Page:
Citlali Vazquez grew up playing with her stuffed animals, pretending they were on a TV show.
Now, she’s working in the film and television industry through a prestigious internship program managed by the Television Academy Foundation (EMMYS).
“I’ve been interested in film and television since I was a kid, and I guess I never gave up on it,” Vazquez said.
Vazquez, a 2018 Cathedral City High graduate, was one of just 40 students chosen from across the country for the summer 2022 Television Academy Foundation internship program. She is currently enrolled at Cal State University, Fullerton.
She grew up watching cartoons, and now she’s taking animation to another level.
Her work focuses on virtual and augmented reality for visual effects at Scanline VFX, a global visual effects and animation studio.
“I’ve always been drawn to seeing people using their imaginations to create something that doesn’t exist, and I wanted to do the same thing,” Vazquez said.
Years ago at Cathedral City High, Vazquez enrolled in the school’s Digital Arts and Technology Academy, a unique opportunity for high school students to gain dual enrollment college credit and practice photography, filmmaking, animation, visual effects, 3D printing and other media.
“I was not interested in photography,” Vazquez said. “That was a no-go. But I was interested in the animation side of it, graphic design, filmmaking, and so I took up animation there and I learned a lot about Adobe Animate (an industry software program).”
With that class as her springboard, Vazquez taught herself more about that program and other popular industry software. She ended up creating an animation that made it into a film festival and helped land her a small scholarship to Cal State Fullerton.
“From there, I was like, you know what? I want to keep doing this; I think this is pretty cool,” Vazquez said.
She says working with virtual and augmented reality requires a totally different process from the animation she’s used to, but she enjoys the challenge.
“It’s a very advanced process. I mean, animation has advanced as well, but this is like extremely advanced from what I’m noticing,” she said.
Learning the new techniques and technologies — she’s seen colleagues use 10 or more computer programs for some effects — has been “really difficult” but also enriching, she said.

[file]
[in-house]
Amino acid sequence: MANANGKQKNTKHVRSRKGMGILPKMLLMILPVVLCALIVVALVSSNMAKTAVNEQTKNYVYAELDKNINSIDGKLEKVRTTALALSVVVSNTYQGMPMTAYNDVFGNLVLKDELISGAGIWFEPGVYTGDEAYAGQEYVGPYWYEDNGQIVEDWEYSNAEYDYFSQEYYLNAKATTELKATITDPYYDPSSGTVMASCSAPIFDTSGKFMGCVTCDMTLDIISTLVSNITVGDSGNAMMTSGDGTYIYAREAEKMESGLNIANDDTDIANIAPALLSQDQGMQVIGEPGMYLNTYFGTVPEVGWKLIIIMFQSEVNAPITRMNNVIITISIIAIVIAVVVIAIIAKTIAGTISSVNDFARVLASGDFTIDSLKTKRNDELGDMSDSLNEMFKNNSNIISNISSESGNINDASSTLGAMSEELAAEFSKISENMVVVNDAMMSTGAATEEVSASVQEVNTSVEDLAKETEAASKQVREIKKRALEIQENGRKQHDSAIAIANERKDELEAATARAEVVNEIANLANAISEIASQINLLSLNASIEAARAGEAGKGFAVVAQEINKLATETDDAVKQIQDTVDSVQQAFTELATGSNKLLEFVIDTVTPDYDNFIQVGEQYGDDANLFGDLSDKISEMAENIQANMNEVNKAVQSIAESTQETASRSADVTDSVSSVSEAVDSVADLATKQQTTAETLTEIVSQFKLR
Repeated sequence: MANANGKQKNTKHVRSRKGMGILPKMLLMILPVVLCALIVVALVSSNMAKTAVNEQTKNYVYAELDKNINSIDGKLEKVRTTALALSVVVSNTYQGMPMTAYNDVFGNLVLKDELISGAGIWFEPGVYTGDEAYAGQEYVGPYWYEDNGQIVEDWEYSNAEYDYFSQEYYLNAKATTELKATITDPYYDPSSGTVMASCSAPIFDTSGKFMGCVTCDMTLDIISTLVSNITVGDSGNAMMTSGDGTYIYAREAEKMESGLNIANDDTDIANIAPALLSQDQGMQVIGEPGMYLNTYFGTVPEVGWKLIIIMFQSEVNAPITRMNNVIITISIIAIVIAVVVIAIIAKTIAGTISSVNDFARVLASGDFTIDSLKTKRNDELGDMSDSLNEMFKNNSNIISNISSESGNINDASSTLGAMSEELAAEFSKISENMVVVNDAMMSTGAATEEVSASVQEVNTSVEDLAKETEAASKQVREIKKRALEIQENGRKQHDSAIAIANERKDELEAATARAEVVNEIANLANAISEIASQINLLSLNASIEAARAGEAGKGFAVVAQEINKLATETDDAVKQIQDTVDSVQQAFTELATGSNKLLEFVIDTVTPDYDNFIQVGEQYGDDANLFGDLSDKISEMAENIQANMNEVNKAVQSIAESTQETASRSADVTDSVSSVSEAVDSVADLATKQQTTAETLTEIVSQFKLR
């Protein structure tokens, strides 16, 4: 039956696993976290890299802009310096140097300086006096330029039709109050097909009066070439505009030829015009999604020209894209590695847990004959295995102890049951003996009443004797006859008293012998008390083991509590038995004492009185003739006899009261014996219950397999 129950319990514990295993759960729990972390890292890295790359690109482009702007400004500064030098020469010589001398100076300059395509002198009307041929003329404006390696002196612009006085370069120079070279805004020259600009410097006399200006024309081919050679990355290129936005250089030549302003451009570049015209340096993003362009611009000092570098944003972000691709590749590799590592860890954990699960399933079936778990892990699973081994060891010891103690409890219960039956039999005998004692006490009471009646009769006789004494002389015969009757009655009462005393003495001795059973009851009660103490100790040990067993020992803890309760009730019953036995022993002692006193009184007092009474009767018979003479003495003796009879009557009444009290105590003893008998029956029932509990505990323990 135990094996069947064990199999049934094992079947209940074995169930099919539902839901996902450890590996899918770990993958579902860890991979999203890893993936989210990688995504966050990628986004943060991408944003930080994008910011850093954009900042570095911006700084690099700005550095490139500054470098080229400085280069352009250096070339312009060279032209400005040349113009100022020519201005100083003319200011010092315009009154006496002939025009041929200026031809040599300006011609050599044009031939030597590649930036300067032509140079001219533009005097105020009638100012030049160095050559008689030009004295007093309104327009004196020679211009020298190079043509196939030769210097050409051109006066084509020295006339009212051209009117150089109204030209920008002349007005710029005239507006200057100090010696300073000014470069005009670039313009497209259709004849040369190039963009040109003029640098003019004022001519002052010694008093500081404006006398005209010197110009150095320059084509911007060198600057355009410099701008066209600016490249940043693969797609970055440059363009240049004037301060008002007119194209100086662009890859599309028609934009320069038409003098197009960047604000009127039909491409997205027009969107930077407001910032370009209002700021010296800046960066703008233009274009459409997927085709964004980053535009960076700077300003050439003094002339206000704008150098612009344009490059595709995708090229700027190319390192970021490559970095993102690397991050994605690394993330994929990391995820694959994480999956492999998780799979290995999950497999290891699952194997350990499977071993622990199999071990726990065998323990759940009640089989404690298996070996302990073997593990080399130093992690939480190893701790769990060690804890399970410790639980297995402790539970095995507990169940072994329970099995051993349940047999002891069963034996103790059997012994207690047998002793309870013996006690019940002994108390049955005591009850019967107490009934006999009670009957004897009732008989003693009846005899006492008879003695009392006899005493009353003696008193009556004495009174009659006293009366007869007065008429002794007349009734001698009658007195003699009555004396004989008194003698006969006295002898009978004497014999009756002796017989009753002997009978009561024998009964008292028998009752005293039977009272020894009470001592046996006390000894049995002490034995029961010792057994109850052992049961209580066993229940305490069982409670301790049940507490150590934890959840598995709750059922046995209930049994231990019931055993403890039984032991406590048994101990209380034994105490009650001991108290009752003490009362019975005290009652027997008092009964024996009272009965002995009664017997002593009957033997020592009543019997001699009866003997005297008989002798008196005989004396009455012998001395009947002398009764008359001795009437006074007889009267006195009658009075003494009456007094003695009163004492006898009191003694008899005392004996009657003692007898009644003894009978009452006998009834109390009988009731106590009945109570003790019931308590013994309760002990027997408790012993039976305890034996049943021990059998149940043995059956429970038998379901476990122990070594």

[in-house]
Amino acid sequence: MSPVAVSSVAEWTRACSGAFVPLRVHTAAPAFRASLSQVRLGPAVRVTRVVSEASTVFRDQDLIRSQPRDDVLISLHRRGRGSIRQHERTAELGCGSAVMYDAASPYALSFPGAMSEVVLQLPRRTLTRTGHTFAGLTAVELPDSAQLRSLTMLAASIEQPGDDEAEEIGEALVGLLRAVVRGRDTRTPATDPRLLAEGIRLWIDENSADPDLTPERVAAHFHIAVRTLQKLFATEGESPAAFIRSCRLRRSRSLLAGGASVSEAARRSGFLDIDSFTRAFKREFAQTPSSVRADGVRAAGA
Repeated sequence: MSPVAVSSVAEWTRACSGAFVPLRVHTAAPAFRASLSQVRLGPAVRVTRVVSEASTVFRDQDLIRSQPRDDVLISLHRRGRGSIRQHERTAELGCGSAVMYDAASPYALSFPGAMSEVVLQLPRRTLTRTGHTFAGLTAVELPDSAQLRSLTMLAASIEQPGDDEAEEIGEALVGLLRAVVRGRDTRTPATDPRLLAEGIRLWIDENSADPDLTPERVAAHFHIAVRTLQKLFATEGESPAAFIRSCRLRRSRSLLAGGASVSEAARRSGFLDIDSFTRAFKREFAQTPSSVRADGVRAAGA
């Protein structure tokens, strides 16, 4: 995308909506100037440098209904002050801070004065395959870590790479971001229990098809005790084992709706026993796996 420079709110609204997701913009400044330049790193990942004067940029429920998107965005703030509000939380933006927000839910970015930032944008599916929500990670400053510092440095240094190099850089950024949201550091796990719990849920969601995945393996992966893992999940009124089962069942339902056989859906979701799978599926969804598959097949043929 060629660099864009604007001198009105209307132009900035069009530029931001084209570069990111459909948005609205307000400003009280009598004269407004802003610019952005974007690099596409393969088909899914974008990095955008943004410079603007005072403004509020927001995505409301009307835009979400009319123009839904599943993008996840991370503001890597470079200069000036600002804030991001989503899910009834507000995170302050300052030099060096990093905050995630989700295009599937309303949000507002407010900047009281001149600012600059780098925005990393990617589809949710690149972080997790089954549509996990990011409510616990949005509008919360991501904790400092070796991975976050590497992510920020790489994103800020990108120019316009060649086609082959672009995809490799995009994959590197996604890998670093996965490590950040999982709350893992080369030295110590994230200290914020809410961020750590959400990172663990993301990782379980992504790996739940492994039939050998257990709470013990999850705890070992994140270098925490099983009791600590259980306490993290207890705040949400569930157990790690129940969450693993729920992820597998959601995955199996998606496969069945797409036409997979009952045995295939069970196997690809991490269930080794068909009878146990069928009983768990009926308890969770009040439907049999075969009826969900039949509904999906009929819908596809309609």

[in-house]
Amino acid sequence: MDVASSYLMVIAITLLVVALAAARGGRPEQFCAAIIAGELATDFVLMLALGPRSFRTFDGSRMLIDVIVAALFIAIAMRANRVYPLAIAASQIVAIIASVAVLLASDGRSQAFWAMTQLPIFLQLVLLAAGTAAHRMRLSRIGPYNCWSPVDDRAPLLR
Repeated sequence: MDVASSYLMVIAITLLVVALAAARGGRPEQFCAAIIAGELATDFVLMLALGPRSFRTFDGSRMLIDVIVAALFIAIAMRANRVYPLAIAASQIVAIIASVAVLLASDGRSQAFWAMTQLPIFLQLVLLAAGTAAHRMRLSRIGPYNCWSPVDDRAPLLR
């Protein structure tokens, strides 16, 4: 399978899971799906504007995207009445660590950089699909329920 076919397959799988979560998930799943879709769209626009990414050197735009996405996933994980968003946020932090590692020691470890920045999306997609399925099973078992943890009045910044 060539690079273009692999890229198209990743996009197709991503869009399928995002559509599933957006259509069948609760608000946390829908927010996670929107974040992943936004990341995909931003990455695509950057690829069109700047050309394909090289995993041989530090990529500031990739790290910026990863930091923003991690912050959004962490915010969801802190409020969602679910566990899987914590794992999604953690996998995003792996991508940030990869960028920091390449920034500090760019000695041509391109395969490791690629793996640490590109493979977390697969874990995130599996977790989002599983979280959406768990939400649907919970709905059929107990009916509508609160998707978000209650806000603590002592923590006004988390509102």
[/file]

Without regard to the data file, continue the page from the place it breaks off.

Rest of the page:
“Seeing all the process laid out — I’m like, wow, this is very amazing,” Vazquez said. “I like to see how technology is used to bring somebody’s imagination to life.”
So, what’s next for her?
“After this internship, I am going to work towards finishing school,” she said. Her goal is to graduate in the next year. “From there, I’m gonna branch out and see what jobs are available for me. It could be within the field that I’m in right now, it could be in animation. I’m looking for production assistant roles because in those kind of jobs you get to see everything move in front of you.”
“I want to learn more about how productions work and be able to get myself into that,” Vazquez added. “I can’t just go in and say I want to do this and expect everything to fall in place. I need to learn the process. I need to learn how things work.”
All the while, she’s working on her own pet projects towards her long-term goal of becoming a cartoon creator. It’s a goal she’s held onto since she was a 6-year-old kid watching Cartoon Network.
“Right now, I’m drawing a comic book series,” Vazquez said.
The series is about 3D-printed copies trying to “live” a normal life despite coming out of the printer not looking like they’d hoped.
“I’ve been wanting to do this since high school, but I held it off for five years because of school,” Vazquez said. “I’ve learned to draw better, in general, so I feel like I’m ready to take on this project.”
In addition, the ambitious go-getter is also working on a couple of animations, including reworking the one she did in high school that got into a film festival and led to a scholarship.
“I wanted to redo the animation I did back in high school because there are a lot of things I did wrong and a lot of shots that I don’t agree with.”
Jonathan Horwitz covers education for The Desert Sun. Reach him at [email protected] or @Writes_Jonathan.